Vocabulary target review

In this activity the students are presented with a target (using a Google drawing) and a list of vocabulary related to TPACK (though this could be used for anything). The students then place the vocab words on the target. The more certain they are of the definition, the more “on target” the place the words. This then feeds into discussions.

At some level, through the use of Google drawing it’s already moving toward a SPLOT.

What if the students are entirely online, and especially with a tendency to asynchronous study? How might this be adapted to anyone, anytime and provide them with an access to the residue of experience of previously participants?

One approach might be something like a single web-page application that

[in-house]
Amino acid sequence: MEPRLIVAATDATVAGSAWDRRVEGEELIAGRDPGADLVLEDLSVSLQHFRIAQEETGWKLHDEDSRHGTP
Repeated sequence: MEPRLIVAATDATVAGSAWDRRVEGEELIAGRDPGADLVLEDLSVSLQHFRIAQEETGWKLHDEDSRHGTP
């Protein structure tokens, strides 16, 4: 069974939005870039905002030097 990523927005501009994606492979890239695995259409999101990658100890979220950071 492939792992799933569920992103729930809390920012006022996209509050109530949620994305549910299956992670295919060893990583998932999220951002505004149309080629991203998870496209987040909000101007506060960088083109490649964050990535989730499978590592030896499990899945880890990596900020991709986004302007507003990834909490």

1. Presents that target and a list of vocab words that the user can place as appropriate.
    This list of vocab words could be hard-coded into the application. Or, perhaps the specific application (you could produce different versions for different vocab) could be linked to a Google doc or some other source of JSON data. The application gets the list of vocab words from that source.
  2. Once submitted the application could allow the user to view the mappings from previous users. This could be filtered by various ways.
    The assumption is that the application is storing the mappings of users somewhere. The representation might highlight other mappings that are related in someway to the user’s map.
  3. View provided definitions.
    Having provided their mapping the user could now gain access to definitions of the terms. There might be multiple definitions. Some put into the system at the start, some contributed by other users (see next step).
  4. Identify the most useful definitions.
    The interface might provide a mechanism by which the user can “like” definitions that help them.
  5. Provide a definition.
    Whether this occurs at this stage or earlier, the user could be asked to provide a definition for one or more terms after/prior to seeing the definitions of others.
  6. Remap their understanding.